The city’s real estate industry isn’t known for showing mercy. But as New York continues to grapple with an affordable housing crisis, developers are increasingly teaming up with institutions known for doing just that.
Big property deals and new developments involving churches are on the rise, sources say, from Ebenezer Plaza in Brownsville to Trinity Church’s growing presence in Hudson Square.
Brisa’s chair and CEO, Ericka Keller, cited several reasons why churches would look to sell their properties or team up with a private sponsor — from declining attendance to costly renovation needs. She also said many banks won’t lend directly to churches, since the majority lack a consistent revenue stream.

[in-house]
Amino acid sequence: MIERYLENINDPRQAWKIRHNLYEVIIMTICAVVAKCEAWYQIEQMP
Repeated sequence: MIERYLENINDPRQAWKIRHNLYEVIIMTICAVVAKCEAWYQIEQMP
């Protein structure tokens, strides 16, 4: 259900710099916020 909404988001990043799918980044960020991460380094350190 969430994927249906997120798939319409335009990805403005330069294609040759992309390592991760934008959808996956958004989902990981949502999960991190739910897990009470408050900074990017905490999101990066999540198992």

Brian Hsu, a real estate attorney at Goldstein Hall, echoed that point. “Most churches are based on grants and donations that are not steady,” he said. “So if they are finding a lender, it’s just based upon land values. Unfortunately, a lot of times those are predatory loans.”
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